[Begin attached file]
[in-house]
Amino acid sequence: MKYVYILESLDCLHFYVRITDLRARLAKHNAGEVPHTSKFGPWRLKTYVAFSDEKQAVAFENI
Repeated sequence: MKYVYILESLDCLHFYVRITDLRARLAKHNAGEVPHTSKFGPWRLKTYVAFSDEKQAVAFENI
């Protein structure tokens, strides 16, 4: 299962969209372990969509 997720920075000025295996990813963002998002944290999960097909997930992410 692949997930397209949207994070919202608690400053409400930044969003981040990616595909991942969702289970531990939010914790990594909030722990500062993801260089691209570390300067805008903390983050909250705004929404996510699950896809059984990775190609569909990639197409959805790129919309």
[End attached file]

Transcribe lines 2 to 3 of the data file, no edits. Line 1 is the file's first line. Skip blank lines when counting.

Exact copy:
Amino acid sequence: MKYVYILESLDCLHFYVRITDLRARLAKHNAGEVPHTSKFGPWRLKTYVAFSDEKQAVAFENI
Repeated sequence: MKYVYILESLDCLHFYVRITDLRARLAKHNAGEVPHTSKFGPWRLKTYVAFSDEKQAVAFENI